Despite COVID-19 causing huge disruption to higher education during the past year, 84% of MBA students say their business school experience is either exceeding or living up to their expectations, according to new research from the Association of MBAs (AMBA) & Business Graduates Association (BGA).
That’s despite many business schools shifting to online learning and social distancing impacting the interactive elements of an MBA.
The findings, from a survey of 752 MBA students, highlight how business schools are weathering the storm in the face of unprecedented changes to learning.
The shift to online learning
Not only are students pleased with the overall MBA experience so far, but in terms of teaching, 25% of students surveyed rated their teaching as excellent, 43% as very good, and 23% fairly good. This comes as lecturers and tutors had to quickly adapt to online learning too and faced their own challenges in doing so.
Only 2% of students said that the quality of teaching has so far been fairly poor, very poor, or terrible–a good sign for prospective MBA candidates considering online teaching may be here to stay long term.
“The findings reveal that, for the most part, the class of 2020 was riding the chaos of the current global uncertainty and making the most of their unique MBA experience,” says David Woods-Hale, director of marketing and communications at AMBA & BGA and author of the report.
“Participants also recognize the work being done by their schools to mitigate the challenges caused by social distancing and remote learning, with several remarking that the continuity arrangements were impressive, allowing them to still enjoy their experience, despite the effects of Covid-19 lockdowns, that were out of the hands of their schools."
MBA value for money
While 84% of students’ expectations are being met, 69% of survey participants felt that the delivery and content of their MBA program could still be improved.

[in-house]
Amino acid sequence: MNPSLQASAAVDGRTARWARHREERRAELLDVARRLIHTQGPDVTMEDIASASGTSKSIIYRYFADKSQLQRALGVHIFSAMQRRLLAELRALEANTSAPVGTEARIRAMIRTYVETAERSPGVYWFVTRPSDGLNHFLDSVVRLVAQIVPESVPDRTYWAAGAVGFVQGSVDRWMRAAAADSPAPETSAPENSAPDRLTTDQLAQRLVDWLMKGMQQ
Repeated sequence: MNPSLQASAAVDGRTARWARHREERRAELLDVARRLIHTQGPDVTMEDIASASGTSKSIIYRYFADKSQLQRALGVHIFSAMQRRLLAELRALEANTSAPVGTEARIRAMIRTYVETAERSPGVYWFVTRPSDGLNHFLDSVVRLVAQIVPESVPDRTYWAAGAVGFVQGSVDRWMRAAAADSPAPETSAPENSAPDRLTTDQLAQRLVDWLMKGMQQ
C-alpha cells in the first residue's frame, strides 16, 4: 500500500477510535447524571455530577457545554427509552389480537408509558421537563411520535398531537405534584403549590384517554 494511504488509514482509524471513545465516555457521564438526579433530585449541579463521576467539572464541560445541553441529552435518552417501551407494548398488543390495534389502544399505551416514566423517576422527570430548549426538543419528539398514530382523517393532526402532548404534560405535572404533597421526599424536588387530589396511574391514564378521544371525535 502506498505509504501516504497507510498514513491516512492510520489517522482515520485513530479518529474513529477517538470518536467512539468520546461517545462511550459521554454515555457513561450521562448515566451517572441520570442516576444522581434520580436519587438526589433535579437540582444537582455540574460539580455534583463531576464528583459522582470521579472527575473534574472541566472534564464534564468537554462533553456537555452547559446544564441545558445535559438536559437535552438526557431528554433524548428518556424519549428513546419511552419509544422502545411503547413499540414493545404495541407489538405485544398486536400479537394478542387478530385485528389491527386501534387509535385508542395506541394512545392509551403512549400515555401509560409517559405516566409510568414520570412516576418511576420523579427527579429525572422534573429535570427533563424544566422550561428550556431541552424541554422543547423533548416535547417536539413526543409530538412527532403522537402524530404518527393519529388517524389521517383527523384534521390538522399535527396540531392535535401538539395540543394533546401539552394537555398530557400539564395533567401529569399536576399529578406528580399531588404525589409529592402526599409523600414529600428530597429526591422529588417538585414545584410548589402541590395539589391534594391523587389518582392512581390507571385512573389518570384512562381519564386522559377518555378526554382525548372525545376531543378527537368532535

Under a third of students (32%) said their degree had so far provided very good value for money, with 48% saying it had provided fairly good value. Meanwhile, half of students surveyed think there could be better networking opportunities at their schools.
It is important to note that the survey was carried out at the peak of lockdown and travel restrictions in relation to COVID-19. However, networking is another factor of education that can be carried out online.
In terms of MBA development and keeping up with the zeitgeist of business trends, 43% of students think the partnerships between business schools and companies could be improved; equally, 43% also suggested improvements for teaching modern business trends like AI and data.
MBA careers and COVID-19
There are many reasons for choosing to study an MBA. The most popular reason cited among students—with 70% choosing this option—was ‘to acquire more skills and knowledge about the business world’; closely behind at 69% was ‘to expand my area of expertise’.
Other reasons cited were ‘to get a broader understanding of how business should be managed’ (53%); ‘to change career’ (51%); and ‘to help differentiate myself in the job market’ (49%).
All of the above contribute in some way to enhancing a candidate’s career post-MBA. But although teaching is holding up amid COVID-19, there are mixed results when it comes to career support.
48% of respondents said they were engaging with careers support at business school, with 49% saying they were not.
For the 322 participants that said they were using their school’s careers service, 80% rated the service either excellent, very good, or fairly good—this looked at the advice candidates received in terms of job applications, CVs, and interview prep.
Just under two-thirds of the participants (65%) rated their school’s networking with employers as excellent, very good, or fairly good. Job search facilities are also received positively by the sample, with 65% rating them as excellent, very good, or fairly good.
Though a strong performance among candidates who used them, school’s career services will no doubt be under pressure amid the damage caused by the pandemic to the global economy.